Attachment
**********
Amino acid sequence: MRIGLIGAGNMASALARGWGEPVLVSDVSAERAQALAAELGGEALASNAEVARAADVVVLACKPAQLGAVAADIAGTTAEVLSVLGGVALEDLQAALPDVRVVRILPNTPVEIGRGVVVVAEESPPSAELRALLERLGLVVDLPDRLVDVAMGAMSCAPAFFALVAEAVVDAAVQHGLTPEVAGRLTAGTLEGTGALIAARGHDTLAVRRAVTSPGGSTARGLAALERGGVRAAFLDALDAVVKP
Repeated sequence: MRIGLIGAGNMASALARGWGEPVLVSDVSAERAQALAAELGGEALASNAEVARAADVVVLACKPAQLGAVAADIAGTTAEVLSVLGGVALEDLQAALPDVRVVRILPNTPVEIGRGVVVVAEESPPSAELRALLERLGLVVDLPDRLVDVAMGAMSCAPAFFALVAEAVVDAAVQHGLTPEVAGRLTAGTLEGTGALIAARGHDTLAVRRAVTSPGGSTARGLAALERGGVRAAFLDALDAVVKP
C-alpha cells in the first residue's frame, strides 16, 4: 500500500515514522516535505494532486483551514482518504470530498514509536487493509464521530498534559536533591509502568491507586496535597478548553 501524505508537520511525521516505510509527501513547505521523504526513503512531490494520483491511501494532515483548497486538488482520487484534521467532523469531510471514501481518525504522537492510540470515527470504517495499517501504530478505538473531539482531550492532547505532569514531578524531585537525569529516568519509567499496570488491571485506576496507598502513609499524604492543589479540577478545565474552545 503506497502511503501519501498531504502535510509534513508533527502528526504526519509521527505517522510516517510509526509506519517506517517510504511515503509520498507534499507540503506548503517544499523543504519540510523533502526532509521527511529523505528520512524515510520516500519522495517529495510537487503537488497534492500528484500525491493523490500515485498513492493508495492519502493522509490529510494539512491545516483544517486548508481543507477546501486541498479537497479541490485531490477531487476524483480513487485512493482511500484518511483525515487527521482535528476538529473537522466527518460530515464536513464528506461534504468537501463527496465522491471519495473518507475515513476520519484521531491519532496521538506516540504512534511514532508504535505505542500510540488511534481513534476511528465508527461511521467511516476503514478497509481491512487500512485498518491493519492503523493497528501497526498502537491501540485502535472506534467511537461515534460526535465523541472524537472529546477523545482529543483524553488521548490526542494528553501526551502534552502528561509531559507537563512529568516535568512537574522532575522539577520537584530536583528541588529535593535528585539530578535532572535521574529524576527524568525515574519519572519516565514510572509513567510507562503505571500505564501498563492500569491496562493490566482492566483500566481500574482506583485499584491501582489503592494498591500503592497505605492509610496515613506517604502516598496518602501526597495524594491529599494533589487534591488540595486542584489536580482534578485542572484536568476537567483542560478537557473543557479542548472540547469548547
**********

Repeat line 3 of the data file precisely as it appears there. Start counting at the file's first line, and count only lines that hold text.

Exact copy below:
C-alpha cells in the first residue's frame, strides 16, 4: 500500500515514522516535505494532486483551514482518504470530498514509536487493509464521530498534559536533591509502568491507586496535597478548553 501524505508537520511525521516505510509527501513547505521523504526513503512531490494520483491511501494532515483548497486538488482520487484534521467532523469531510471514501481518525504522537492510540470515527470504517495499517501504530478505538473531539482531550492532547505532569514531578524531585537525569529516568519509567499496570488491571485506576496507598502513609499524604492543589479540577478545565474552545 503506497502511503501519501498531504502535510509534513508533527502528526504526519509521527505517522510516517510509526509506519517506517517510504511515503509520498507534499507540503506548503517544499523543504519540510523533502526532509521527511529523505528520512524515510520516500519522495517529495510537487503537488497534492500528484500525491493523490500515485498513492493508495492519502493522509490529510494539512491545516483544517486548508481543507477546501486541498479537497479541490485531490477531487476524483480513487485512493482511500484518511483525515487527521482535528476538529473537522466527518460530515464536513464528506461534504468537501463527496465522491471519495473518507475515513476520519484521531491519532496521538506516540504512534511514532508504535505505542500510540488511534481513534476511528465508527461511521467511516476503514478497509481491512487500512485498518491493519492503523493497528501497526498502537491501540485502535472506534467511537461515534460526535465523541472524537472529546477523545482529543483524553488521548490526542494528553501526551502534552502528561509531559507537563512529568516535568512537574522532575522539577520537584530536583528541588529535593535528585539530578535532572535521574529524576527524568525515574519519572519516565514510572509513567510507562503505571500505564501498563492500569491496562493490566482492566483500566481500574482506583485499584491501582489503592494498591500503592497505605492509610496515613506517604502516598496518602501526597495524594491529599494533589487534591488540595486542584489536580482534578485542572484536568476537567483542560478537557473543557479542548472540547469548547